U.K. Ambassador Tells Seoul Students of Life in North Korea - before and after COVID-19 Struck
British Ambassador to South Korea Colin Crooks revealed candid details of his life in North Korea while addressing students and parents at Dulwich College Seoul (DCSL) on June 9.
Amb. Crooks spoke at the latest Dulwich Talk, a TED-style talk series, as he visited the pre-K-12 international school’s central Seoul campus less than four months after he took up his current post. He is the first British diplomat to consecutively serve as ambassador to both Koreas. He was stationed in North Korea in 2018 and left the country in 2020 due to the COVID-19 pandemic.
“When the pandemic struck, [authorities] sealed the borders with me and two colleagues still at the embassy. We went through a quarantine and could not bring in people, supplies, or even letters," Amb. Crooks recalled.
He added that he has a successor ready to serve in North Korea again when it is possible. But for now, Amb. Crooks reflected that he is the "last British citizen to step foot in North Korea because no one else has been able to enter since May 2020."
Even though he eventually left Pyongyang, the ambassador said he had moved there without his family and the pandemic made the separation even harder.
The Ambassador’s visit to the college was timely in that the school recently celebrated the Queen’s Platinum Jubilee with its community of parents and students on campus. He opened his talk by relaying his connection to the Dulwich family, as his younger son graduated from Dulwich College Beijing, part of the family of schools Asia-wide.
“Amb. Colin Crooks has such a rich background and it was fascinating to hear from him. It was also wonderful to see how engaged the students were with their great questions. I’m sure every member of the audience came away greatly inspired,” said DCSL Head of College GudmundurHegner Jonsson. “We have been blessed with a series of brilliant thought leaders in recent months, and I hope we can go into the summer even more energized to strive for our values of academic excellence, sustainability, and community.”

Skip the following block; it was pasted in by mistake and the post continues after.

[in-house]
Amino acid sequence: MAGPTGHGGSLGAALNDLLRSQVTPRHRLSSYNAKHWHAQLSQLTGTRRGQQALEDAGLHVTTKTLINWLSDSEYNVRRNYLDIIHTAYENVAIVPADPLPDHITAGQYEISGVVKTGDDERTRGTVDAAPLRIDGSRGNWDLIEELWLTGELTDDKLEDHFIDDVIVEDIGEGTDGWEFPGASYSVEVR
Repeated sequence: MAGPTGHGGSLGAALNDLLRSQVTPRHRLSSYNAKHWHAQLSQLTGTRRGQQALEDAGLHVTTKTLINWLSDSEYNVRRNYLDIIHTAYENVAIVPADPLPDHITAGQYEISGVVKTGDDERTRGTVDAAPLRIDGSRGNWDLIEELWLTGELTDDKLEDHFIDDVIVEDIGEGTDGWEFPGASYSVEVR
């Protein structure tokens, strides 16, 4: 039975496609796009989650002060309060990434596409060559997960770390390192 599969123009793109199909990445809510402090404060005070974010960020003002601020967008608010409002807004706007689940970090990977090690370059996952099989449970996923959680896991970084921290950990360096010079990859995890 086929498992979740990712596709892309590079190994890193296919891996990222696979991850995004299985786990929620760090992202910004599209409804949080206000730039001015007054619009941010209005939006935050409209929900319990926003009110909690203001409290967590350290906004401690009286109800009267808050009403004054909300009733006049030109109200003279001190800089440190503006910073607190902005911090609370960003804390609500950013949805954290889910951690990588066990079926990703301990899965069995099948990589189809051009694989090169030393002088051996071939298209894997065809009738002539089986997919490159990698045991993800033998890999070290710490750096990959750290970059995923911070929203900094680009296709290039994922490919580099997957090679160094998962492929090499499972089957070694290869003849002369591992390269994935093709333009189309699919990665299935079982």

A group of parents and about 200 students aged 11 to 13 listened intently. There was much curiosity about the speaker’s time in North Korea, which he documented through social media posts that he said he was “scolded” for by North Korean authorities at the time.
“You could talk to embassy compound staff, shopkeepers, and workers in bars and restaurants, but generally not ordinary people except on public holidays when people would be out eating and dancing in parks. On occasions like that, you could talk to them - I remember even getting dragged into singing karaoke with them!" Amb. Crooks said.
His first post as a diplomat was in South Korea in 1995. He is fluent in Korean among several other languages. He helped organize Queen Elizabeth II’s visit to South Korea in 1999. Having witnessed its rapid economic and cultural expansion in recent decades, Amb. Crooks said South Korea shares "fundamental values" with Britain, including market economics, environmental awareness, democracy, human rights and the rule of law. He seeks to bring his experiences together and find ways to cooperate on solutions together. He called South Korea a “second home”.
Students asked what inspired him to become a diplomat and what it is like to be one. Amb. Crooks said he grew up in a small town in Northern Ireland and dreamed of seeing the world. He did so when he was old enough and has been loving every minute of it since. He said being a diplomat is "a marvelous career" and he would not change anything about his own experience. He added that language ability, having an international outlook and living overseas is "a great basis for having a diplomatic career." What he likes most is the “sheer variety of tasks” on a normal day.